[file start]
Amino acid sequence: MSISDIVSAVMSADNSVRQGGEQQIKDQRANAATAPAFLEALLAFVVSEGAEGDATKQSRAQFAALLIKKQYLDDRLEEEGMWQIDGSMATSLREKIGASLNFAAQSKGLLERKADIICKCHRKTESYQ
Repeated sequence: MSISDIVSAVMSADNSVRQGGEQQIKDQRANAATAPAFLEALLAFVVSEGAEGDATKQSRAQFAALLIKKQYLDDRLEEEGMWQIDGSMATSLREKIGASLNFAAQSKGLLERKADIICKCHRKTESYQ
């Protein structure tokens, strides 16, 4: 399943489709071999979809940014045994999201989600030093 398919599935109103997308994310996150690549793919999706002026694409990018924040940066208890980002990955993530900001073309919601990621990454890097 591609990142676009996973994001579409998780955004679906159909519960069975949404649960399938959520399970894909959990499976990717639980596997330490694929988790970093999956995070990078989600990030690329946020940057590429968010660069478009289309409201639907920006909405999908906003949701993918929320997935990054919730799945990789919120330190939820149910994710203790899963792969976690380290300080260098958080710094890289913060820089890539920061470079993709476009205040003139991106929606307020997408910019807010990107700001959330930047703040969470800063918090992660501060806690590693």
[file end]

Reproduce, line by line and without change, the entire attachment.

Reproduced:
Amino acid sequence: MSISDIVSAVMSADNSVRQGGEQQIKDQRANAATAPAFLEALLAFVVSEGAEGDATKQSRAQFAALLIKKQYLDDRLEEEGMWQIDGSMATSLREKIGASLNFAAQSKGLLERKADIICKCHRKTESYQ
Repeated sequence: MSISDIVSAVMSADNSVRQGGEQQIKDQRANAATAPAFLEALLAFVVSEGAEGDATKQSRAQFAALLIKKQYLDDRLEEEGMWQIDGSMATSLREKIGASLNFAAQSKGLLERKADIICKCHRKTESYQ
């Protein structure tokens, strides 16, 4: 399943489709071999979809940014045994999201989600030093 398919599935109103997308994310996150690549793919999706002026694409990018924040940066208890980002990955993530900001073309919601990621990454890097 591609990142676009996973994001579409998780955004679906159909519960069975949404649960399938959520399970894909959990499976990717639980596997330490694929988790970093999956995070990078989600990030690329946020940057590429968010660069478009289309409201639907920006909405999908906003949701993918929320997935990054919730799945990789919120330190939820149910994710203790899963792969976690380290300080260098958080710094890289913060820089890539920061470079993709476009205040003139991106929606307020997408910019807010990107700001959330930047703040969470800063918090992660501060806690590693």